Kite surfer rescues injured sea turtle at KZN beach

A sea turtle was rescued from the surf at La Mercy lagoon on the KZN north coast on Sunday. File photo.
A sea turtle was rescued from the surf at La Mercy lagoon on the KZN north coast on Sunday. File photo.
Image: via Ushaka Marine World website

A kite surfer rescued an injured sea turtle he found struggling in the surf on the KwaZulu-Natal north coast on Sunday.

According to uShaka Marine World, all of the five species of turtles found in South African waters are on the endangered species list and threatened by human impacts.

Litter and the effects of climate change are the biggest man-made threats to turtles along the KwaZulu-Natal coastline.

Brendon Power from the National Sea Rescue Institute (NSRI) in Ballito, said a crew was dispatched to La Mercy lagoon at about 3pm on Sunday after a concerned member of the public reported that a sea turtle appeared to be in difficulty in the surf.

“We dispatched crew to investigate and it was established that the turtle was in the surf zone and appearing to be weak and unable to maintain itself and being thrown around in the waves.”

Power said a kite surfer managed to bring the turtle safely to shore and the NSRI took the reptile into its care.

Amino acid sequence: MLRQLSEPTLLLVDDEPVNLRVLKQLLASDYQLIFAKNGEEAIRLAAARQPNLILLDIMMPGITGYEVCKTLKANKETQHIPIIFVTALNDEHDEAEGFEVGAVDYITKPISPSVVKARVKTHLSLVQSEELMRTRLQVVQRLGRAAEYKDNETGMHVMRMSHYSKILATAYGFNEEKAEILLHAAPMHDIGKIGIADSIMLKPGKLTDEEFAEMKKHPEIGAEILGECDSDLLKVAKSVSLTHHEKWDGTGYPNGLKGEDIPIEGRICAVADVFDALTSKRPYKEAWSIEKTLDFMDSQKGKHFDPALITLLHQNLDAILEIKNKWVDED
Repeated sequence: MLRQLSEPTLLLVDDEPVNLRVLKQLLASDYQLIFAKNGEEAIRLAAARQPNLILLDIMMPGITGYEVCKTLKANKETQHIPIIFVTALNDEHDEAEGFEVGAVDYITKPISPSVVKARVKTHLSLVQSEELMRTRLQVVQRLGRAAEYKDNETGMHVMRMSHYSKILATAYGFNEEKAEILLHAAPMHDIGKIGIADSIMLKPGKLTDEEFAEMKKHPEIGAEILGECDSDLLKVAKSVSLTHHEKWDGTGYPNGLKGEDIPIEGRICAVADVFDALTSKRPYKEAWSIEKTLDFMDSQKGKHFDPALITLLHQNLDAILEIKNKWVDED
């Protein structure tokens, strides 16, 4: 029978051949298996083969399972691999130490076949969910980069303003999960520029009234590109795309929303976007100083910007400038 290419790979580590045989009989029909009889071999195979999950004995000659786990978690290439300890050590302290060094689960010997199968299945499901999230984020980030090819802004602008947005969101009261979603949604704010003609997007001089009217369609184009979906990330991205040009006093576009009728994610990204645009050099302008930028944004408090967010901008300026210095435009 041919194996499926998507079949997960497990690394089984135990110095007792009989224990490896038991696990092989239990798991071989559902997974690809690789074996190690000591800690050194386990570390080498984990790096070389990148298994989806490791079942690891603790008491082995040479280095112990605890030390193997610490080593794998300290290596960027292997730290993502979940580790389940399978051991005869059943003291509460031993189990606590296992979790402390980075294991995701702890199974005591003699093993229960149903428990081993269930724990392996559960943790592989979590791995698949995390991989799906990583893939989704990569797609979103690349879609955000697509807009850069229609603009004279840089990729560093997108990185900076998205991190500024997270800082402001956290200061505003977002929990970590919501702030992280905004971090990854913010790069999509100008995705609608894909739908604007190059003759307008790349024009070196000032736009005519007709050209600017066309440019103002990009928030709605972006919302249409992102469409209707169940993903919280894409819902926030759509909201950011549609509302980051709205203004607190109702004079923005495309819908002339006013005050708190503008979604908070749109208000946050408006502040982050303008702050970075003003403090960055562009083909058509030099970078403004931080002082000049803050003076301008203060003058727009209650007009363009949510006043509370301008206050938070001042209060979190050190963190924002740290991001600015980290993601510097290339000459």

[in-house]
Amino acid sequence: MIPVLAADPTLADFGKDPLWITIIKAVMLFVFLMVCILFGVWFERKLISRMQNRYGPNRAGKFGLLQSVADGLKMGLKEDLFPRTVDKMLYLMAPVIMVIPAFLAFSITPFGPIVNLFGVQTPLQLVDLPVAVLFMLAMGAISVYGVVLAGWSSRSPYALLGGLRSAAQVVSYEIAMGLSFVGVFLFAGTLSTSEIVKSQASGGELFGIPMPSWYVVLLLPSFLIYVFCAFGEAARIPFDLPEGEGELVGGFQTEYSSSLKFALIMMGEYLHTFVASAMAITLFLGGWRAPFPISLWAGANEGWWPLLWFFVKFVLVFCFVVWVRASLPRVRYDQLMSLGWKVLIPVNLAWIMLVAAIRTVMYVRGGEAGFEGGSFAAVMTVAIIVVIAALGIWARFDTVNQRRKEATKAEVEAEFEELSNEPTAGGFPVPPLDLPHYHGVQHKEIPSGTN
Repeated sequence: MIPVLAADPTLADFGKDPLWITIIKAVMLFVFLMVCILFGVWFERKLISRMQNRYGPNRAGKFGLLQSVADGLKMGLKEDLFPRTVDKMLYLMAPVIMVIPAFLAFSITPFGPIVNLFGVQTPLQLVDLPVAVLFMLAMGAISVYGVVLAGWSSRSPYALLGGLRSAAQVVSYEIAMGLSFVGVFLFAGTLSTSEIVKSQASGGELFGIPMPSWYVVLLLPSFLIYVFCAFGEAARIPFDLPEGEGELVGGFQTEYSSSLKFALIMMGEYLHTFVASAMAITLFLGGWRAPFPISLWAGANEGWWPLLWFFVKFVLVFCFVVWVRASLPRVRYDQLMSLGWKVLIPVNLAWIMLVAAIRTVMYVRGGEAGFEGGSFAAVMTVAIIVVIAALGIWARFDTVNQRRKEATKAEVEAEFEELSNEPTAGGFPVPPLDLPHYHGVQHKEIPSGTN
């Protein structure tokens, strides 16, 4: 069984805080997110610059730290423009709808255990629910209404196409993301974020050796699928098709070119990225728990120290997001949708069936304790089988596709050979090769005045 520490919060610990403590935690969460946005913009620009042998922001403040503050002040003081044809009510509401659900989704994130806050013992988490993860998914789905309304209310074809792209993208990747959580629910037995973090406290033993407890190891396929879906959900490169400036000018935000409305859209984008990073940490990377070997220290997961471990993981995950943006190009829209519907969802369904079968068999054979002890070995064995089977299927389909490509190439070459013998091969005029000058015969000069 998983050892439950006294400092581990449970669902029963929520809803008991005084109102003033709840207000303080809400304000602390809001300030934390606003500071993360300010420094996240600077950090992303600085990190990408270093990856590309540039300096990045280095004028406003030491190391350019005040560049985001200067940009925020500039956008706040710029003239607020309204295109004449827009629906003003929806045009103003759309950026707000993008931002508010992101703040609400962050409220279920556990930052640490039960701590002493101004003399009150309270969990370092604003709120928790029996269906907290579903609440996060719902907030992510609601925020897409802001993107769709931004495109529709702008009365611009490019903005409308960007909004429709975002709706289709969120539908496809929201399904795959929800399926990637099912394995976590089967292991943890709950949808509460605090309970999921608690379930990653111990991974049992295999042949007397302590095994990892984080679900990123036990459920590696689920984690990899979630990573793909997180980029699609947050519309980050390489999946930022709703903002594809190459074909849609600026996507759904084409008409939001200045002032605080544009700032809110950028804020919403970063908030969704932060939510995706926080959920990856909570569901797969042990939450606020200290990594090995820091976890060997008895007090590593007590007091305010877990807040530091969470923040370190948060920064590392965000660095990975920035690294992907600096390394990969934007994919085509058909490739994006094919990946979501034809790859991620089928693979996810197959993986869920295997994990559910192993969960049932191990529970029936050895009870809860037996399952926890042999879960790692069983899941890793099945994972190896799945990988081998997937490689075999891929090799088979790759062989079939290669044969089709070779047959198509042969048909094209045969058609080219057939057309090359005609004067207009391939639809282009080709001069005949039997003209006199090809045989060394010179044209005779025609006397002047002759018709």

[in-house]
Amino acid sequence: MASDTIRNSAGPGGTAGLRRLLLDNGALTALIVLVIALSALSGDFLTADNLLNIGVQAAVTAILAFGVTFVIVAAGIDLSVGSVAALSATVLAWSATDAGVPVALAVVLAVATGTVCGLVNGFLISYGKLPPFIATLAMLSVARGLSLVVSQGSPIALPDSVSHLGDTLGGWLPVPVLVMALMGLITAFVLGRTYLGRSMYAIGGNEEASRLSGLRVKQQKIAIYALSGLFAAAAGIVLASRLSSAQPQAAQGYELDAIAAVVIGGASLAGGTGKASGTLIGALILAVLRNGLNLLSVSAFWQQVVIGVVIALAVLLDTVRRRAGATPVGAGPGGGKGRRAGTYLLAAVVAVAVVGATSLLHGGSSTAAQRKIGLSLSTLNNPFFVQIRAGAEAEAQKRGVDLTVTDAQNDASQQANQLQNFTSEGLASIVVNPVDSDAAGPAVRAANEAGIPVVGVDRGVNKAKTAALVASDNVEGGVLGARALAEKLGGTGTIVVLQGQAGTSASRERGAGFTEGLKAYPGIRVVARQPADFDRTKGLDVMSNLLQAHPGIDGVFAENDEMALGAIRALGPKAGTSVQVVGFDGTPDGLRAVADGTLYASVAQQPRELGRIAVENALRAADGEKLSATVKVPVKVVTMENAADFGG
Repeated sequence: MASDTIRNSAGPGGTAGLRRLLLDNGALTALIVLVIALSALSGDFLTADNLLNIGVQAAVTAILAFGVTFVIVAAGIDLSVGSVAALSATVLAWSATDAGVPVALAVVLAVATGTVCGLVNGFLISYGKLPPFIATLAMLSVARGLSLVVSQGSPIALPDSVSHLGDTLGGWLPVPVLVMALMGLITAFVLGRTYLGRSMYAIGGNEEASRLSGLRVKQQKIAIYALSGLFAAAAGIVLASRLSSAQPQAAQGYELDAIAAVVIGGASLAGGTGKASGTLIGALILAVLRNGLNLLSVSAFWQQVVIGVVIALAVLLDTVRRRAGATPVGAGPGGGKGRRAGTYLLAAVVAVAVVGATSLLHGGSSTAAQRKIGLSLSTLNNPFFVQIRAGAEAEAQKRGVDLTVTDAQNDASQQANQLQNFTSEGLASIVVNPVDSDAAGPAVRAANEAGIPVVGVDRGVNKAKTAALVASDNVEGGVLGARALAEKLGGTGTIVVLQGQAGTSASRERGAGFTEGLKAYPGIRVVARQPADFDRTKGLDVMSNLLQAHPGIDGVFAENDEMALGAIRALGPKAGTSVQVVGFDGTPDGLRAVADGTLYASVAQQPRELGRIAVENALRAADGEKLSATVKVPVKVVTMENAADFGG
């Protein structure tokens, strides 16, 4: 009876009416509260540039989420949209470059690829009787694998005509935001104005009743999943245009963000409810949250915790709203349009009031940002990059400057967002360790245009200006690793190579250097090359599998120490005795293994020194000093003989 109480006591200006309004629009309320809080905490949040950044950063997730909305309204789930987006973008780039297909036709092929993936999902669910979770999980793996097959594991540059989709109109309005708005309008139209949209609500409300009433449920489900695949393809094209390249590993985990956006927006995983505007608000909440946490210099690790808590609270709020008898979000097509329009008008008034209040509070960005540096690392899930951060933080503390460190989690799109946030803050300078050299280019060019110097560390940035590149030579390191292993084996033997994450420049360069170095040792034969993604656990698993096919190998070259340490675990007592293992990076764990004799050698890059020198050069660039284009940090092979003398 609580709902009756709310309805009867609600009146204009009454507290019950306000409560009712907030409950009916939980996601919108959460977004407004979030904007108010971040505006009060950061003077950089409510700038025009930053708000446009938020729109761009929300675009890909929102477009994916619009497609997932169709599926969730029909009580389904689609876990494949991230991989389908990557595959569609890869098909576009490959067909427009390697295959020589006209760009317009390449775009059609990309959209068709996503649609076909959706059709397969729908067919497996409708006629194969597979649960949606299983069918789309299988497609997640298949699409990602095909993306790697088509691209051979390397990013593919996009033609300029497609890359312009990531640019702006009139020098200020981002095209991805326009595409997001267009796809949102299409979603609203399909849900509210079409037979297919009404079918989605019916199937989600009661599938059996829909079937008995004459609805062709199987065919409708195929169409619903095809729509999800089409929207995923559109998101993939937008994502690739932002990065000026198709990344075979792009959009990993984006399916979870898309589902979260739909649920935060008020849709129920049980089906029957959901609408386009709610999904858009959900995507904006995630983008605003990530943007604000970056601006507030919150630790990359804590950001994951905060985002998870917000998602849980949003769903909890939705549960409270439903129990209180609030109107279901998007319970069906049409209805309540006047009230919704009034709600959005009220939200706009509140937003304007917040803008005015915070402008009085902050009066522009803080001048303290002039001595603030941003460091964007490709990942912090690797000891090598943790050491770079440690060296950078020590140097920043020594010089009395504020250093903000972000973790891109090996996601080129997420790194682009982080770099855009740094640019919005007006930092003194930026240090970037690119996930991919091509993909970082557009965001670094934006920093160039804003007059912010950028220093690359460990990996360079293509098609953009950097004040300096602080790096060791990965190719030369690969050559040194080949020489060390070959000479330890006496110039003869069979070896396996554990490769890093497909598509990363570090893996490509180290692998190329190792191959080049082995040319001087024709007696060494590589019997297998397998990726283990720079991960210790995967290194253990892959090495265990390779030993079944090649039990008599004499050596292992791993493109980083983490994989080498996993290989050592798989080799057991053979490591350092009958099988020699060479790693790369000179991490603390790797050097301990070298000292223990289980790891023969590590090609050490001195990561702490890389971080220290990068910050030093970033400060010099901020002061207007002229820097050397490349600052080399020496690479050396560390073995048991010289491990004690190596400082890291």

“The turtle appeared to be weak, with some minor scratches and scrapes.

“uShaka Marine World were placed on alert and we were informed of a vet standing by to receive the turtle.

“It was safely transported to uShaka Marine World by our NSRI crew using our sea rescue vehicle and handed into the care of an uShaka vet.

“The turtle will be monitored, cared for and rehabilitated at uShaka Marine World.”

The World Wildlife Fund says over the last 200 years, human activities have tipped the scales against the survival of sea turtles.

“Slaughtered for their eggs, meat, skin, and shells, sea turtles suffer from poaching and over-exploitation. They also face habitat destruction and accidental capture known as by-catch in fishing gear.

“Climate change has an impact on turtle nesting sites; it alters sand temperatures, which then affects the sex of hatchlings. Nearly all species of sea turtle are now classified as endangered, with three of the seven existing species being critically endangered.”

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